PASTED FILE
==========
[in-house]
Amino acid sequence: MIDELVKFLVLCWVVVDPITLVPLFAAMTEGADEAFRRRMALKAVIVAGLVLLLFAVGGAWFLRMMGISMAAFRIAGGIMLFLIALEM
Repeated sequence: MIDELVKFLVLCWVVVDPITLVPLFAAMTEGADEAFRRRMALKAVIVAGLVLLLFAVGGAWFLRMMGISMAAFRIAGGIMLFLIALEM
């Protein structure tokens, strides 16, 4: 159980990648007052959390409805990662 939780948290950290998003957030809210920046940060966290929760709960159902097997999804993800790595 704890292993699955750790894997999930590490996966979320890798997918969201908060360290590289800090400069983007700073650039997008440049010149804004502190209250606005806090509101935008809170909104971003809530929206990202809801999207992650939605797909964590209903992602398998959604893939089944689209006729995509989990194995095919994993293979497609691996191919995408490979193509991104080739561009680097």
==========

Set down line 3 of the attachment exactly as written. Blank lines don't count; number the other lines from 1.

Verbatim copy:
Repeated sequence: MIDELVKFLVLCWVVVDPITLVPLFAAMTEGADEAFRRRMALKAVIVAGLVLLLFAVGGAWFLRMMGISMAAFRIAGGIMLFLIALEM